By Andrew Irumba and TheSpy Correspondent
The Constitutional Court in the Democratic Republic of Congo (DRC) has upheld the election of opposition candidate Felix Tshisekedi as the country’s legitimately elected President in the December 30 2018 electoral process.
The country’s National Independent Electoral Commission declared Tshisekedi as the winner but fellow candidate Martin Fayulu protested the polls prompting him to go to court.
Fayulu was also supported by the Catholic Church in DRC who also contested the electoral body’s results announcing Tshesekedi as winner.
The court on Saturday evening rejected Fayulu’s appeal ruling and upheld Tshisekedi as the duly elected president.
“Felix Tshisekedi is the duly elected president for the Democratic Republic of Congo (DRC) after Fayulu failed to prove the National Independent Electoral Commission had announced false results,” the court ruled.
The results announced earlier had indicated that Tshisekedi had received 38.5% of the vote whereas Fayulu came second with 34.7% and ruling coalition’s Emmanuel Shadary who was president Joseph Kabila’s blue eyed ‘boy’ managed to get a poultry 23.8% of the total votes.
The pronouncement by the country’s constitutional court means that Tshisekedi is now expected to be sworn in within 10 days.
This week, Congo government rebuked a request by the African Union (AU) to suspend announcement of final results over what they termed as “serious doubts”.
“The heads of state and attending the meeting concluded that there were serious doubts on the conformity of the provisional results, as proclaimed by the National Independent Electoral Commission, with the votes cast. Accordingly, the AU called for the suspension of the proclamation of the final results of the elections,” the AU said Thursday.
However, on Friday, government spokesperson Lambert Mende said they cannot take lectures from anyone about what to do in their own country.
“I do not think anyone has the right to tell the court what to do. I am not under the impression (the AU) fully understands Congo’s judicial process,” Mende told journalists on Friday.
“No country in the world can accept that its judicial process be controlled by an (outside) organisation.”
The polls have been the first peaceful transition since independence.
The outgoing president, Joseph Kabila has been in power for 18 years since the assassination of his father by his own body guard, president Laurent Desire Kabila.
‘Constitutional coup d’etat’
Fayulu urged Congolese to take to the streets to peacefully protest what he called a “constitutional coup d’etat,” accusing the court of validating false results. “It’s no secret … that you have elected me president,” he said.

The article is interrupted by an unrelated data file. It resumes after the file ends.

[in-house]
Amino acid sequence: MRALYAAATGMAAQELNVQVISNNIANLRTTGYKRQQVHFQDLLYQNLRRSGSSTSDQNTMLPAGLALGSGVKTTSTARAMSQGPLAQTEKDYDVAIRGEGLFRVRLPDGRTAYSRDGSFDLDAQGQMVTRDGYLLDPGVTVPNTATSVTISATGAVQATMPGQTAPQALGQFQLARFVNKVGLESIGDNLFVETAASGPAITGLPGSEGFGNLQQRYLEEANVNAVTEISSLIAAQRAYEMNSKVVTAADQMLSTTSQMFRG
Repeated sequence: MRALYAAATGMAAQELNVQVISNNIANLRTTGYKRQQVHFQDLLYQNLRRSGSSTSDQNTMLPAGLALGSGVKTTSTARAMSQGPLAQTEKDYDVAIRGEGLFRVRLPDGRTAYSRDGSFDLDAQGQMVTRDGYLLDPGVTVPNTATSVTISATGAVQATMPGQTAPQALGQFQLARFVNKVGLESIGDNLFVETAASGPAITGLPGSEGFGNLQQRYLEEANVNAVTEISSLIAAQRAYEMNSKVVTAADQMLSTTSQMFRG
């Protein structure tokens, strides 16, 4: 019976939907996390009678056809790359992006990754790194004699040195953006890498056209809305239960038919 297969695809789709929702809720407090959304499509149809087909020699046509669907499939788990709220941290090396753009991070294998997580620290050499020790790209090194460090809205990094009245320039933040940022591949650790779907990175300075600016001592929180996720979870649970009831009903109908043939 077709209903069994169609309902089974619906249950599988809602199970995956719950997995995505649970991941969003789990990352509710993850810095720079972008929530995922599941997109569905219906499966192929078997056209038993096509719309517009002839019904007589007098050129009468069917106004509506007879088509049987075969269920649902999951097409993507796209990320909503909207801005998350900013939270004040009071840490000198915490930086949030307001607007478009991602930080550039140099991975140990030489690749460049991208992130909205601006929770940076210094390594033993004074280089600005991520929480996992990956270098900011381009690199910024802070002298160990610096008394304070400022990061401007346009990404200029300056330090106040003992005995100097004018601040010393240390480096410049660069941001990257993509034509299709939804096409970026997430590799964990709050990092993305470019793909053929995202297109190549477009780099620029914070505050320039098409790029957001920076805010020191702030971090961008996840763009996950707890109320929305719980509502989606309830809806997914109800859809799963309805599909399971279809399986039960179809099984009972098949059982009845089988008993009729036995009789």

“I consider myself the only legitimate president of the Democratic Republic of Congo. I call on the Congolese people not to recognise someone who would take on that role illegitimately, nor to obey the orders coming from him,” he said.
Neither Congolese nor the international community should recognise Tshisekedi, nor obey him, Fayulu added.
However Tshisekedi said early on Sunday that the Constitutional Court’s decision confirming him as the winner of the presidential election was a victory for the entire country.
“It is Congo that won,” said Tshisekedi, speaking to his supporters after the court decision.
“It is not the victory of one camp against another. I am engaged in a campaign to reconcile all Congolese. … The Congo that we are going to form will not be a Congo of division, hatred or tribalism. It will be a reconciled Congo, a strong Congo that will be focused on development, peace and security.”
The largely untested Tshisekedi, son of the late, charismatic opposition leader Etienne Tshesekedi, is set to be inaugurated on Tuesday. His supporters who had gathered outside the court cheered.
“It’s a shame that Mr Fayulu wants to stay isolated,” Tshisekedi’s spokesman, Vidiye Tshimanga, told The Associated Press. He said the two men once had been part of an opposition coalition demanding that Kabila steps down.
The new president will need everyone for the reconstruction of the country, Tshimanga said, as the Congolese people have “suffered a lot in recent years”.
Pierre Englebert, professor of international relations at Pomona College, told Al Jazeera that the decision of the court is not “surprising”.
“The court is widely understood as being populated with judges loyal to the president,” he said.